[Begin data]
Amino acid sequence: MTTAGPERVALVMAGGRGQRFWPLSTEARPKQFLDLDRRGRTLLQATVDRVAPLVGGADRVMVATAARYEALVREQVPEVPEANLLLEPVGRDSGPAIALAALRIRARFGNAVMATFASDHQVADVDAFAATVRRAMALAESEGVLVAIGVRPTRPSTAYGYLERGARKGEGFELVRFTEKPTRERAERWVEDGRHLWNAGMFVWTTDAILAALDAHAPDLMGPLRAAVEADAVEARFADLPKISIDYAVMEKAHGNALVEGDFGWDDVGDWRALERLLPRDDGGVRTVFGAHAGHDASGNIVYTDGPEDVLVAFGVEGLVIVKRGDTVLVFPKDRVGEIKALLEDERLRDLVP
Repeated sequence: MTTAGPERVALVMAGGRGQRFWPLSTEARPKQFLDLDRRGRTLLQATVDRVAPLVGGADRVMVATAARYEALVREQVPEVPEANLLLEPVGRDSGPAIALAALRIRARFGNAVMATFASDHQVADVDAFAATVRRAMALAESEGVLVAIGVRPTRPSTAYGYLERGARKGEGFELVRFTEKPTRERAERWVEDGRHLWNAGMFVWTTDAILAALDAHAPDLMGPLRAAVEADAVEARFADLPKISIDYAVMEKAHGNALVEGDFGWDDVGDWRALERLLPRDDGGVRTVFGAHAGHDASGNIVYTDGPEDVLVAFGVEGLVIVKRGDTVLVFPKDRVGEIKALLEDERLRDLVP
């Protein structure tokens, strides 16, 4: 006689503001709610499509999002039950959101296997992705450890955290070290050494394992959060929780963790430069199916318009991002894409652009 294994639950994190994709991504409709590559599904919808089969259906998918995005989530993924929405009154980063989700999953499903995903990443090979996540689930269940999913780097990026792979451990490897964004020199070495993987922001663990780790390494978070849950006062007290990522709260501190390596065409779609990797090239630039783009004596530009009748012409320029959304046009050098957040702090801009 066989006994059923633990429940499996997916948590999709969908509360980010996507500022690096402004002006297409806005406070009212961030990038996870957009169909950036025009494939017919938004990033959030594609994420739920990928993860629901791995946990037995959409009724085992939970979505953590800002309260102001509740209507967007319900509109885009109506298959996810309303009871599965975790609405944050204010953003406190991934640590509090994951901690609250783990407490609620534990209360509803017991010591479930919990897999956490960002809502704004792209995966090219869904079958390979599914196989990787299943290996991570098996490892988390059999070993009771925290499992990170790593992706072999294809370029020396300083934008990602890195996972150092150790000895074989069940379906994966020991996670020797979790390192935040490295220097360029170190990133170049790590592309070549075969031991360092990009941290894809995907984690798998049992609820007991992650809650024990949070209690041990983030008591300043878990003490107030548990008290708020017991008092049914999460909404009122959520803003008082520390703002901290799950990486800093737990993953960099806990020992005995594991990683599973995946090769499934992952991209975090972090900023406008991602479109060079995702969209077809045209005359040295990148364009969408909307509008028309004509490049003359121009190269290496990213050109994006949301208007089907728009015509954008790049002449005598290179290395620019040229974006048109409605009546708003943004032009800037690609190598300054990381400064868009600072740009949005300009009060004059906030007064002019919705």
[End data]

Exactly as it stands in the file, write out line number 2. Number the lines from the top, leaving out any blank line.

Repeated sequence: MTTAGPERVALVMAGGRGQRFWPLSTEARPKQFLDLDRRGRTLLQATVDRVAPLVGGADRVMVATAARYEALVREQVPEVPEANLLLEPVGRDSGPAIALAALRIRARFGNAVMATFASDHQVADVDAFAATVRRAMALAESEGVLVAIGVRPTRPSTAYGYLERGARKGEGFELVRFTEKPTRERAERWVEDGRHLWNAGMFVWTTDAILAALDAHAPDLMGPLRAAVEADAVEARFADLPKISIDYAVMEKAHGNALVEGDFGWDDVGDWRALERLLPRDDGGVRTVFGAHAGHDASGNIVYTDGPEDVLVAFGVEGLVIVKRGDTVLVFPKDRVGEIKALLEDERLRDLVP